UK Continues Issuing Tons Of Super Injunctions To Keep Famous People From Being Embarrassed

from the really-now? dept

We've discussed a few times now the bizarre anti-free speech trend in the UK -- of courts handing down injunctions completely barring anyone from naming individuals accused of various things (whether or not those things are true is not clear). Apparently, there have been a whole series of such injunctions lately, mainly involving famous people who don't want the world to know stuff about them:
Nearly 30 footballers, actors and television presenters have won injunctions in recent weeks alone, preventing the press from publishing details of their sexual indiscretions.
That story mentions how an MP had to be censored on the BBC, not for naming one of those individuals, but by suggesting a word that rhymed with the last name of one of those individuals.

But, of course, this is the internet. You can't keep people silent. As TorrentFreak points out, if you do a search, say, on Twitter of the woman one such football player was accused of having an affair with, Imogen Thomas (her name is public, it's the guy's name who's verboten) you can pretty quickly find lots of people claiming they know the name of the football player.

The same sort of thing seems to be happening for a number of the other folks associated with these super injunctions. I've seen some claims that say these UK injunctions are "worldwide" injunctions, but I can't see how UK law can be applied outside of the UK -- especially on speech issues. Last year, of course, the US passed the SPEECH Act, which makes it clear that US courts shouldn't enforce defamation rulings from foreign courts that are in conflict with the First Amendment, but I do wonder if that also can be stretched to cover these kinds of free speech denying super injunctions.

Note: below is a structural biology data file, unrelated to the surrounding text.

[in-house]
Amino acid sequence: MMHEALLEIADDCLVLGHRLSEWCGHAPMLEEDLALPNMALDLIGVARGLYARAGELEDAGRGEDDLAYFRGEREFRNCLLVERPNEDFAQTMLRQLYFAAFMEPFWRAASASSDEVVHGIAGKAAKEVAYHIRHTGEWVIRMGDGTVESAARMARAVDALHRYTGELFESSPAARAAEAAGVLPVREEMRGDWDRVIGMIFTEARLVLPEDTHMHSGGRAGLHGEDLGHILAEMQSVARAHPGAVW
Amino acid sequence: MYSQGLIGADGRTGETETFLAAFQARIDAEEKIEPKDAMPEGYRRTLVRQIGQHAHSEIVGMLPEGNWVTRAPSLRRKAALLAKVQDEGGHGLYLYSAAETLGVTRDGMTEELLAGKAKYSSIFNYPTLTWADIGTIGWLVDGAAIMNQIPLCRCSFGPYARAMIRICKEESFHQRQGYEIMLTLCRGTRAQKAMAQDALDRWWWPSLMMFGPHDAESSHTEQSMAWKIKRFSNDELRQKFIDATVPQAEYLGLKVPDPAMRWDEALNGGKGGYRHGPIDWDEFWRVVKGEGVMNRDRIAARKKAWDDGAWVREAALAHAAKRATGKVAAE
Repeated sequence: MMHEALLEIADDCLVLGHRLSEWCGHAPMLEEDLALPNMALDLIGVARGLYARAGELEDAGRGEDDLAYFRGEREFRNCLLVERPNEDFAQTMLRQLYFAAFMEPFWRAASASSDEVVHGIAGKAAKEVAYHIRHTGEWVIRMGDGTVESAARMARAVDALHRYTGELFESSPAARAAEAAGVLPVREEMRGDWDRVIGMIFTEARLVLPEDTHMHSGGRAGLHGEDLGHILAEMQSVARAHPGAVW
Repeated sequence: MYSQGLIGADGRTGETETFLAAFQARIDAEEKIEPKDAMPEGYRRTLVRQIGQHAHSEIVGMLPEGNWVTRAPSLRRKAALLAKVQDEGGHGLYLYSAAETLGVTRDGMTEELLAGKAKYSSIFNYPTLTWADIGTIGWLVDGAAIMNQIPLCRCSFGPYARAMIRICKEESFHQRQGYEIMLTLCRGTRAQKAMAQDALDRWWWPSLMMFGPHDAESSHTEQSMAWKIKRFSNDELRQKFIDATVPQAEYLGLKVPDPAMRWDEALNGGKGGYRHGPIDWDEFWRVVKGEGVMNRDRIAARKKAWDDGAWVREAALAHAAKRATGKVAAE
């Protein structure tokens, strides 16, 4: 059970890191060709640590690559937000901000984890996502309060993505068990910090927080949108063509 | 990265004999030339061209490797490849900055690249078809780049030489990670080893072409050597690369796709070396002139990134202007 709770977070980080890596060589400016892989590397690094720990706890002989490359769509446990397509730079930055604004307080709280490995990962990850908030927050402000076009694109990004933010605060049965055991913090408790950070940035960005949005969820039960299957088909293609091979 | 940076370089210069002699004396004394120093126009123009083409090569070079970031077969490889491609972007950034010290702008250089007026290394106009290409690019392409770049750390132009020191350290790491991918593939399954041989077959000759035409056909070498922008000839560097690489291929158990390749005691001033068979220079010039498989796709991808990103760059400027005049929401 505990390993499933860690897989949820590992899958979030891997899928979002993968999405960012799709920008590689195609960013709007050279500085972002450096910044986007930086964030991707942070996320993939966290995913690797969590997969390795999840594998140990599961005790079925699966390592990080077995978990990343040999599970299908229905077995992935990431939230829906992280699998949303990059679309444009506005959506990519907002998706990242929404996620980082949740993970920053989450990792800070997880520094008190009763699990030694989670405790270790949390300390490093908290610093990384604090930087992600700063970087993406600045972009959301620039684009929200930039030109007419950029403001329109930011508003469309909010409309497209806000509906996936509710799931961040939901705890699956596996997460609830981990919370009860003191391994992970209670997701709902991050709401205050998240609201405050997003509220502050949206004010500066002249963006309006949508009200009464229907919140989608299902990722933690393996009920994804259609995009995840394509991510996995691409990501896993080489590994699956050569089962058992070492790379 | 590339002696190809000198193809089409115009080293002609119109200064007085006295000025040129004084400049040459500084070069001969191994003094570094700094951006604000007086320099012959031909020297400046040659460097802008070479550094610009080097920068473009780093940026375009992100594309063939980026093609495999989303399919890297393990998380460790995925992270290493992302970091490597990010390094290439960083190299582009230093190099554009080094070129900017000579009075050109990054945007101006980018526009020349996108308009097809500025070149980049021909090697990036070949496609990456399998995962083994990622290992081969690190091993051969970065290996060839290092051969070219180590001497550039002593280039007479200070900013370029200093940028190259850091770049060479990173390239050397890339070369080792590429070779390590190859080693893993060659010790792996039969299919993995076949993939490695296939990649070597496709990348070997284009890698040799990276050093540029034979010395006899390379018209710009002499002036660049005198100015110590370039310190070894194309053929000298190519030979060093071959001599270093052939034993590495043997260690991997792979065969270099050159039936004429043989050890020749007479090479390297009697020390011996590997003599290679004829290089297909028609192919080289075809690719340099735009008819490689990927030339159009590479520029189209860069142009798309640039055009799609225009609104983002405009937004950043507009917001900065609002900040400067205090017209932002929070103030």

In the meantime, it's a pretty sad statement on the UK, where they seem to prioritize protecting famous people from having to be embarrassed over free speech concerns.

Filed Under: free speech, injunctions, super injunctions, uk

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  1. identicon
    IanVisits, 26 Apr 2011 @ 8:02am

    While there are legitimate reasons for the protection of free speech, do we really want to live in a society where something you do in the privacy of your own home can be splashed all over the press the next week?

    Remember that most of the people that the tabloids target are not famous because they sell their stories to the magazines every week, but because the tabloids themselves have declared that person to be famous.

    A lot of "mr averages" have ended up being hounded by the tabloids simply because they were unfortunate enough to be in the wrong place (or the right place, from the tabloid's perspective).

    For all the fuss about a few super-injunctions, we still have a UK where the tabloid press will publish almost anything - and rarely accurately - about anyone, and there is very little that can be done to demand corrections or even just stop them printing lies in the first place.

    A couple of sentences in the 5th page printed a year or two later after lengthy and expensive libel battles will never undo the damage from the lies printed on the front page of a tabloid paper.

    Then again, at least in the UK we can flash a nipple on the TV screen without half the country fainting in shock.

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